Time Charters


Liberty to Sublet

Liberty to Sublet

“16. Charterers to have liberty to sublet the vessel for all or any part of the time covered by this Charter, but Charterers remaining responsible for
17. the fulfillment of this Charter Party.”

Effects of sub-charter

6.1 Line 16 of the New York Produce form gives the charterers the express right to sub-charter the ship during the currency of the head time charter. A sub-time charter (or a sub-voyage charter) does not of itself create any contractual relationship between the owners and the sub-charterers. The owners may not, therefore, sue the sub-charterers, or be sued by them, under or by virtue of the head charter or the sub-charter. This is in accordance with the principle that a contract cannot, generally, confer rights or impose obligations on persons who are not parties to that contract. (The mere liberty to sub-contract will not engage the Contracts (Rights of Third Parties) Act 1999, so the sub-charterers will not enjoy rights under the head charter by virtue of that Act, nor will the owners under the sub-charter.) 6.2 Sub-charterers may, however, be in direct contractual relationship with the owners under bills of lading issued under the sub-charter, if both the owners and the sub-charterers are parties to such bills. In these circumstances the owners may sue (and be sued) under the bills of lading, although they have no rights or obligations under the sub-charter and are not entitled to enforce the terms of the head charter against the sub-charterers.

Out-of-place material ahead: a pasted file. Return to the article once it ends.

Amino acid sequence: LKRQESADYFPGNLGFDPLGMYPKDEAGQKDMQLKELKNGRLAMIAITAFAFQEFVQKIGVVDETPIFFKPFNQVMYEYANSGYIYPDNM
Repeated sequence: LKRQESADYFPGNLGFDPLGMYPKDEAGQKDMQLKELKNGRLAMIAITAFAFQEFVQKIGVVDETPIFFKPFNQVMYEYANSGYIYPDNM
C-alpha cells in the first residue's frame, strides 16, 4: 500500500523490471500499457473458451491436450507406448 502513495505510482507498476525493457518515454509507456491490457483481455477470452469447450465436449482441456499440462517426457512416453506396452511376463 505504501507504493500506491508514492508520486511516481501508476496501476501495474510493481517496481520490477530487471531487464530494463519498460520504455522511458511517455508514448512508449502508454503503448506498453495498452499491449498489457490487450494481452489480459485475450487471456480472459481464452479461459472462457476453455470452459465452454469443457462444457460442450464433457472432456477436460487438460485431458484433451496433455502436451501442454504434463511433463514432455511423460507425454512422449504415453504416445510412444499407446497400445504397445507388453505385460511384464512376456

The Bombay was time chartered for six months with an option to sublet and was sub-chartered for a round voyage. The head charter provided that bills of lading were to be signed at any rate of freight the charterers or their agents might direct, without prejudice to the head charter. The head charter further provided that the owners were to have a lien “upon all cargoes for freight or charter money due under this charter”. Bills of lading were issued to the sub-charterers on terms that did not include a lien for money due under the head charter, but the owners sought to exercise a lien on the sub-charterers’ cargo for hire due under that charter. It was held that the owners had no right of lien for the time charter hire; that was a right enforceable only against the head charterers. Under the bills of lading, which constituted contracts between the owners and the sub-charterers and not mere receipts, the owners had a lien only for the freight due under those bills.

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